Adding Trim to Wainscoting

Posted by John on July 8th, 2012

Back to life, back to reality (Thanks Soul II Soul).  After taking off five glorious days from work, it’s back to my day job.  Oh to be retired at 32.  Maybe if this blog thing works out I can retire early, like 70 instead of 72.  I know, I know, I’m getting ahead of myself.  We hope everyone had a fun holiday!!  While we mainly did some home improvement projects to beat the heat (106 in Jersey on Saturday!), we still found some time to relax with family and also squeezed in a quick trip to the shore.

To bring you up to speed on the dining room progress… it’s really coming along.  Last week I openly hoped to have the room completed by today.  Unfortunately, the last couple tasks took longer than expected and we’re not quite ready to paint it.

We started the holiday break with the dining room looking all clean and polished.  We had just finished installing the raised panel MDF sections to the wall.IMG_4097-1024x682


To protect the floor from the torment we were about to unleash in this room we rolled out some rosin paper we had left over from the hardwood floor installation.

It was overlapped and taped down using some blue painters tape.IMG_4099-e1341797693356-682x1024



First thing on the agenda: fill all the little nail holes with wood filler and sand.  Luckily, I was able to get help from Lisa on this one (jackpot).  She’s a whiz (like cheese whiz) with the random orbital sander.  The frame saw most of the sanding, but we did do some light sanding on the MDF panels as well.IMG_4135-1024x682


Next up: prep the MDF edges.  Since I’m using medium density fiberboard (MDF) instead of solid hardwood for my panel centers, I need to dress up the routed edges before they can be painted.  When cut or routed, MDF tends to fuzz up a little wherever it’s cut.  That fuzz needs to be smoothed out.  Here’s a zoomed in shot if what I’m talking about.  You can see the front of the panel is as smooth as glass, and the edges are soft and furry.IMG_4102-1024x682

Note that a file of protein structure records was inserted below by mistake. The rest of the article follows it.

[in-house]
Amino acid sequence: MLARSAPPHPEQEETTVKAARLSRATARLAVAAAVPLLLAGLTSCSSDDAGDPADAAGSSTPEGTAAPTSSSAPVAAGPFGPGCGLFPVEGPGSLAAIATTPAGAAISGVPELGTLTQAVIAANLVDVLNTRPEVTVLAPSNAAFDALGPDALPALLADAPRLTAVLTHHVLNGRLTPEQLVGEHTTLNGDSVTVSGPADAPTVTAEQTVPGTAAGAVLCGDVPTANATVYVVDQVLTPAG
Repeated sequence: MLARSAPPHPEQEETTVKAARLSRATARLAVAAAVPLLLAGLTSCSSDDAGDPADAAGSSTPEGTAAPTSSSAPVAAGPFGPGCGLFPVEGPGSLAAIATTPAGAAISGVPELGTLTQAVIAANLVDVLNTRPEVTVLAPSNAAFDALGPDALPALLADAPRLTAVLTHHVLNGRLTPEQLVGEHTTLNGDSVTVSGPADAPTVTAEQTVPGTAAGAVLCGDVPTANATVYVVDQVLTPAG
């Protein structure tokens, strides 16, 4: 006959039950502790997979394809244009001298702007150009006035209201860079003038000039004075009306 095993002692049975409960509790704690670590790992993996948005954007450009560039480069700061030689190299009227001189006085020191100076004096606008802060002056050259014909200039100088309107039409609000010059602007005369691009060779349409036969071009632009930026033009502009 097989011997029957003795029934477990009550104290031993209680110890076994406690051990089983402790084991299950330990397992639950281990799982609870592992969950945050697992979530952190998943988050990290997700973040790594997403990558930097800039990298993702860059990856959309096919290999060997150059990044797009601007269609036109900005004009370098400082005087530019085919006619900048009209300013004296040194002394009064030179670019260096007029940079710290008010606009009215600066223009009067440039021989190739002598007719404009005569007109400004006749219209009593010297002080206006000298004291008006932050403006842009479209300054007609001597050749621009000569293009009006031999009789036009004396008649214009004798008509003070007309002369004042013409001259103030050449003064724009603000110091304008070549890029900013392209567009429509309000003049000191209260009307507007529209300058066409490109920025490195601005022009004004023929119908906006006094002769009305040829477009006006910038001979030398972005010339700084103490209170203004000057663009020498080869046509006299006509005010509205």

Ok, so it’s not crazy-out of control- fuzzy, but you get the idea.  To correct this problem, there are a few approaches that may provide some relief.  One of them was recommended by Alex from Old Town Home.

The remedy is a mixture of wood glue and water at a 50/50 ratio.  It gets applied to the edges, sanded down after it cures and then repeated three times.  Sounds easy enough.  I’m game.IMG_4103-1024x682


When mixed the solution feels like a custard…IMG_4107-1024x682



The results: mixed.  After two coats of this process with the follow up sanding, the edges hardened up as advertised, but it wasn’t smooth.  It actually had a bit of a texture.  Texture is going to ruin the smooth look I’m after, so this process didn’t work for me.  Moreover, the texture was kind of pitted.  Now, I don’t want to throw Alex under the bus, after all, there were several serious woodworkers online that swear by this process.  It obviously worked for them.  So, why am I so special??  Did I mess something up here??  After thinking about this problem for a while I think I have an idea.  I think my slow router speeds may have led to some rougher surface texture.  Slow router speeds are recommended for large router bits like the bit I used.  Slow speeds though mean rougher cuts.  Rougher cuts equal slight material tear outs and a crappier surface in general.

If I had decided to use plain hardwood (like poplar) for these center panels, I wouldn’t have had this problem.  Hardwood presents its own issues though.  For starters, it’s much more expensive.  It’s not wide enough for my needs either, which means I’d have to glue a few of them together for each panel.  Then before I glue them, the edges would have to be jointed, they’d all have to be clamped over night, I’d need more clamps yada yada yada.  You get the picture.  MDF is much cheaper and it’s probably less work anyway.  Not always the perfect choice, but for a paint grade project, it’s a no brainer.

After sleeping on it, I took another approach to the texture issue.  I figured if I could fill all those little divits with wood filler I’d be in business.  So, I thinned out some wood filler with a little bit of water until it was the consistency of a runny hummus and I applied that all over the MDF edges.  After it dried, I sanded the edges lightly with a piece of wood block with a sheet of sandpaper wrapped around it.  Worked like a charm!!

Here’s a shot of that MDF edge ready for paint (ignore the molding, I’ll get to that in a sec).  Do you see all those light brown spots on the MDF edge?  Those are divits that the wood filler… er, filled.IMG_4146-1024x682